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Approaching a Dog

Four Dogs sitting on a concrete ground of a shopping center

Most people realize that one should not randomly approach an unfamiliar dog that is chained, behind a fence, in a pen or kennel or in a car, as it could result in a bite if the dog is startled or defensive. The strange dogs that you must approach, including those dogs in a shelter, should not be approached head-on. Turn your body sideways and do not make eye contact. Staring directly into a dog’s eyes could be seen as a challenge. Stay calm. Limit your words. Speak less. Let your body language communicate with the dog.

But what about those dogs that you know are friendly? The ones with the owners that you asked permission to come and see?

Here is how it usually goes. Stranger approaches. "Is your dog friendly?" Owner responds, "Yes, the dog is friendly." Stranger rushes over with their hand pushed into the dog's face, speaking in an excited, high-pitched, whiny tone. Some people go as far as to start playing with the dog while the dog is on the leash.

This is the wrong way to approach a dog. It often freaks a dog out, makes it unsure, sometimes leads to dog bites or leaves the owner an over-stimulated, excited dog to contend with.

One must always look at it from the dog's point of view. Think about it, what if strangers approached you in that manner—rushed up to you with their hand in your face, talking high-pitched baby-talk? How about if a stranger ran up to you and gave you a "hello" bear hug?

One girl with her arms around another girls shoulders mouth open with excitement while the other girl looks unimpressed

It's not polite behavior on the human’s part and it makes training difficult for those owners who are trying to train their dogs to have good dog-to-human manners by not jumping or rushing at humans. All of the excitement makes the dog jump around. Owner tells the dog to calm down and the stranger tells the owner it is OK, they don't mind if the dog is excited or jumps. However, dog owners who understand dog behavior will mind. It makes it very difficult to train a dog to have good public manners when the humans are constantly approaching in this manner.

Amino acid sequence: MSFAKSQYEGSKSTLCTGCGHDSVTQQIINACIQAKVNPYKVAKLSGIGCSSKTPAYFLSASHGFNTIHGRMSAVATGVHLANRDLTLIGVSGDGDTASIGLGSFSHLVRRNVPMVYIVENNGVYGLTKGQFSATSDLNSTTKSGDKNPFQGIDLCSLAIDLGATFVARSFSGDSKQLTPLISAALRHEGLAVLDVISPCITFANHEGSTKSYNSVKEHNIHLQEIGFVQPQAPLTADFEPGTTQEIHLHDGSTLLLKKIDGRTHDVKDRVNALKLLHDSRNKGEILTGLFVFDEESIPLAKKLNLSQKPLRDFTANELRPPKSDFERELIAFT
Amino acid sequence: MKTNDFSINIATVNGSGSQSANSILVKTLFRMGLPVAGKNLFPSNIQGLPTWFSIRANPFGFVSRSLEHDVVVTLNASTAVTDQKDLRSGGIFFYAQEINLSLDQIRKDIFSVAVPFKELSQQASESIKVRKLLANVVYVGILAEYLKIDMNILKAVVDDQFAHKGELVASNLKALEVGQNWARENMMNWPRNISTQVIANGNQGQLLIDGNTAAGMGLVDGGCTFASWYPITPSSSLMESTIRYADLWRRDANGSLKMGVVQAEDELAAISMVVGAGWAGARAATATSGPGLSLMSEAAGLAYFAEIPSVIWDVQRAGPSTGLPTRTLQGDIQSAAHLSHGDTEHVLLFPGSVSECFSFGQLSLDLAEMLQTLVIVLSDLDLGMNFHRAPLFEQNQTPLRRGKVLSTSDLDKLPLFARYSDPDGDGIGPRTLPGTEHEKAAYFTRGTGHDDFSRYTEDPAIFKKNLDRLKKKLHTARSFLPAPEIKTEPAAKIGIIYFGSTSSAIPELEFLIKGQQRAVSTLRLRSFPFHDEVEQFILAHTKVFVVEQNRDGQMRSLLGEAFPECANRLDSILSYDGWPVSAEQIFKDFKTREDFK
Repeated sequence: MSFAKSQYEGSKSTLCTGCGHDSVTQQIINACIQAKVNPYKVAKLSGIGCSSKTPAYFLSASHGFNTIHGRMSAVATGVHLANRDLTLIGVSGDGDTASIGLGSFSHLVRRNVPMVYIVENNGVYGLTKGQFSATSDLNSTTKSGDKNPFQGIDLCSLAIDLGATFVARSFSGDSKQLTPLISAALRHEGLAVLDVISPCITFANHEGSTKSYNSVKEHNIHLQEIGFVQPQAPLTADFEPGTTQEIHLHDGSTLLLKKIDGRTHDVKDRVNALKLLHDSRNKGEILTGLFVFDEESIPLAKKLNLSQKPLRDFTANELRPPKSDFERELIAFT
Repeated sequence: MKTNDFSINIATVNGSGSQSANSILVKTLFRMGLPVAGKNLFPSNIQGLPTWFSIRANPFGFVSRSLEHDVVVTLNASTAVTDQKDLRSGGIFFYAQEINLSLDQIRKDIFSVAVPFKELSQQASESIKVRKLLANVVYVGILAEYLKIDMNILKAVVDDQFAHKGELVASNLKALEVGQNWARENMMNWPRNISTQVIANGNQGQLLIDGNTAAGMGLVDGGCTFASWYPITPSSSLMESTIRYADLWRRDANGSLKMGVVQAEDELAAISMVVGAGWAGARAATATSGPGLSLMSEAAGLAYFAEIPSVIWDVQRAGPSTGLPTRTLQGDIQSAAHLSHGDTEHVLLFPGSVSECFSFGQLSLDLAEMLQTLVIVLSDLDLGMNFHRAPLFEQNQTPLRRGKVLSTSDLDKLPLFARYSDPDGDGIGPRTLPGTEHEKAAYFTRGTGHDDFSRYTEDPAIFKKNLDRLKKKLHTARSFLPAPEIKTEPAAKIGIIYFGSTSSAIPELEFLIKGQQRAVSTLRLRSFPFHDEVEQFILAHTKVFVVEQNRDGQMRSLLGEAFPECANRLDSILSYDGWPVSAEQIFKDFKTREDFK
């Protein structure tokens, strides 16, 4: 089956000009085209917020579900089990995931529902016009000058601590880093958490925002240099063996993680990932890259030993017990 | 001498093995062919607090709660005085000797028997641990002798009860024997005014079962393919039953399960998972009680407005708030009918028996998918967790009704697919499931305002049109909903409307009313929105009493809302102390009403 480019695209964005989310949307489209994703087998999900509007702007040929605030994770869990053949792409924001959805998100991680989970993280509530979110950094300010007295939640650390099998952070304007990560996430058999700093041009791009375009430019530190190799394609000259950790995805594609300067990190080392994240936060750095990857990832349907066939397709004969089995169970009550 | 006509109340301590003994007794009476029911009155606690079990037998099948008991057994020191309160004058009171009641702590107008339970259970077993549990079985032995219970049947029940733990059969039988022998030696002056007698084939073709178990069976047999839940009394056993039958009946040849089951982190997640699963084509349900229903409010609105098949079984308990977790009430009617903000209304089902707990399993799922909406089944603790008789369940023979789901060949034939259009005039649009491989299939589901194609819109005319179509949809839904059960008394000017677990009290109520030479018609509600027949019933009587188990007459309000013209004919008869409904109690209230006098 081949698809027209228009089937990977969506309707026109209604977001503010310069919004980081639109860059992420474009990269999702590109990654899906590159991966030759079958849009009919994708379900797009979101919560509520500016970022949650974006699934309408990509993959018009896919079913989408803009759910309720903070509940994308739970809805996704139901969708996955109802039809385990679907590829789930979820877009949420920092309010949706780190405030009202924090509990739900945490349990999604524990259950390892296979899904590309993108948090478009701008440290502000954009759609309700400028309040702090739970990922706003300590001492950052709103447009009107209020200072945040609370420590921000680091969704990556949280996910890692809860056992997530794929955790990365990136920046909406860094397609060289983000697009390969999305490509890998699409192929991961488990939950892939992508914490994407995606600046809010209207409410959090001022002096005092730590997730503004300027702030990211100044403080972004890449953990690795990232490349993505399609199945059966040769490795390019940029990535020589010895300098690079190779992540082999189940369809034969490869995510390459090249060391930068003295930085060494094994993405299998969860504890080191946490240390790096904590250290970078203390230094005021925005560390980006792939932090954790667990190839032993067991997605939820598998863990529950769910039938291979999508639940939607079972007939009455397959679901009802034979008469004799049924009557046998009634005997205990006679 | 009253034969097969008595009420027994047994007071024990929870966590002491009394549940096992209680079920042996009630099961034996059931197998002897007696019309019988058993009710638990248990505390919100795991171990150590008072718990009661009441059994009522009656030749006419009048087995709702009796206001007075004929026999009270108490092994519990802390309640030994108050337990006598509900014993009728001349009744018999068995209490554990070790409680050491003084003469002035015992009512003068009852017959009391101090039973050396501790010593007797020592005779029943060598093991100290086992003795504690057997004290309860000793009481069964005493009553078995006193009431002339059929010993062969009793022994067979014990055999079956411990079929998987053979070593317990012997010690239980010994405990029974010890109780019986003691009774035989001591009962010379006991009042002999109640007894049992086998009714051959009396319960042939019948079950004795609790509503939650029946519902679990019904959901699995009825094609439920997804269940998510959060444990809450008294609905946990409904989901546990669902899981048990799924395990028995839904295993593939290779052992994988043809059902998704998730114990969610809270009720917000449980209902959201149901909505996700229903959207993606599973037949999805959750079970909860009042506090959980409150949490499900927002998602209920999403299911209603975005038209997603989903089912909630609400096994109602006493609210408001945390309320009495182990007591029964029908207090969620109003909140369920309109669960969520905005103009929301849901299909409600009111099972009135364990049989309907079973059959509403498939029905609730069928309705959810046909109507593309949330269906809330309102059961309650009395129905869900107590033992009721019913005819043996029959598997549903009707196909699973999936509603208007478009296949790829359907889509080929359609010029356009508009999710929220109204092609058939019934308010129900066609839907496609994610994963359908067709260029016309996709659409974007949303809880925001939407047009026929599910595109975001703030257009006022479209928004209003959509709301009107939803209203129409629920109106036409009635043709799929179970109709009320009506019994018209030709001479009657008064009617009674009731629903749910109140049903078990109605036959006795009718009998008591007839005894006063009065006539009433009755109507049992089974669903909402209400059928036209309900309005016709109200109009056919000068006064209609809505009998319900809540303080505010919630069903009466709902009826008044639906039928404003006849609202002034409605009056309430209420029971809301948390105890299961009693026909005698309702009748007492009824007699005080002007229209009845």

A dog sniffing a boys hand as he reaches towards the dog

Do not rush up to the dog putting your hand in the dog's face. A dogs sense of smell is about 1,000 to 10,000,000 times more sensitive than a human’s (depending on the breed). You do not need to stick your hand out to a dog; the dog can already smell you from a distance. Sticking yourself in front of a dog like that is rude human-to-dog behavior and it often makes the dog unsure about you.

It is not wise to hug an unfamiliar dog. For a human, hugging is an act of love, however to a dog it can be seen as a dominance challenge as you wrap your body around the dog. Even dogs that are normally friendly can often misinterpret the act of a human hug.

Saying "hello" and petting the dogs you see out in public is great. Most dogs and owners both enjoy it. However one needs to always keep good human-to-dog manners in mind. Always ask the owner for permission before you approach a dog.

The proper way to greet a dog is to turn your body sideways with no eye-to-eye contact. Do not reach for the dog but rather allow the dog to take a few steps towards you and smell you. Stay calm and as tempting as it is, avoid speaking in an excited, high-pitched, whiny tone. You may then calmly pet the dog. Pet the dog gently and avoid getting the dog excited as it only makes it harder for the owners to carry on after you walk away. That is greeting a dog in dog language in a non-confrontational way and respecting both dog and owner.

Written by Sharon Maguire © Dog Breed Info Center ® All Rights Reserved